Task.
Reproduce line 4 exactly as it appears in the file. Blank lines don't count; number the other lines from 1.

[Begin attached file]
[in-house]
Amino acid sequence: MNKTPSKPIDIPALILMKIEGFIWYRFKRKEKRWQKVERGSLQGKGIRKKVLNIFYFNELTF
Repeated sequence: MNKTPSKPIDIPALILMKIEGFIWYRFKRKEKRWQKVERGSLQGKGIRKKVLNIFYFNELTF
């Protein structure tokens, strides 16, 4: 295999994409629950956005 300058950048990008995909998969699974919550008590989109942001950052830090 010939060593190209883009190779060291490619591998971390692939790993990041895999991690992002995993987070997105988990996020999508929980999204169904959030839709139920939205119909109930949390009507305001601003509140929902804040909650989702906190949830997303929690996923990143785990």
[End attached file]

């Protein structure tokens, strides 16, 4: 295999994409629950956005 300058950048990008995909998969699974919550008590989109942001950052830090 010939060593190209883009190779060291490619591998971390692939790993990041895999991690992002995993987070997105988990996020999508929980999204169904959030839709139920939205119909109930949390009507305001601003509140929902804040909650989702906190949830997303929690996923990143785990």